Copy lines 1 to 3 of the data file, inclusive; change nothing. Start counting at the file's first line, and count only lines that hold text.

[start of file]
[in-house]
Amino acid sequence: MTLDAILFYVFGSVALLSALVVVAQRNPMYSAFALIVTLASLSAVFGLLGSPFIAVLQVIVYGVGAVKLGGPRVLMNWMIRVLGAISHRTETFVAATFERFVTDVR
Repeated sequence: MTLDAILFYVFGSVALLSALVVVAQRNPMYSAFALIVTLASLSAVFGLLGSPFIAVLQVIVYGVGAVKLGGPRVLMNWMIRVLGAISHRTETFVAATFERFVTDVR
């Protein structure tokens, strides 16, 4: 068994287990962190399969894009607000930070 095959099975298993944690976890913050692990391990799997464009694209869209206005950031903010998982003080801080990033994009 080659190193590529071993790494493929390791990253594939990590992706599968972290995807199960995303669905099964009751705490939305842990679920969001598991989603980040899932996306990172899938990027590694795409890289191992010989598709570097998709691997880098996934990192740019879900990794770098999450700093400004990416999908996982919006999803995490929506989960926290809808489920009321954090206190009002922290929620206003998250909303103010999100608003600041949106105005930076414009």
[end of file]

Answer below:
[in-house]
Amino acid sequence: MTLDAILFYVFGSVALLSALVVVAQRNPMYSAFALIVTLASLSAVFGLLGSPFIAVLQVIVYGVGAVKLGGPRVLMNWMIRVLGAISHRTETFVAATFERFVTDVR
Repeated sequence: MTLDAILFYVFGSVALLSALVVVAQRNPMYSAFALIVTLASLSAVFGLLGSPFIAVLQVIVYGVGAVKLGGPRVLMNWMIRVLGAISHRTETFVAATFERFVTDVR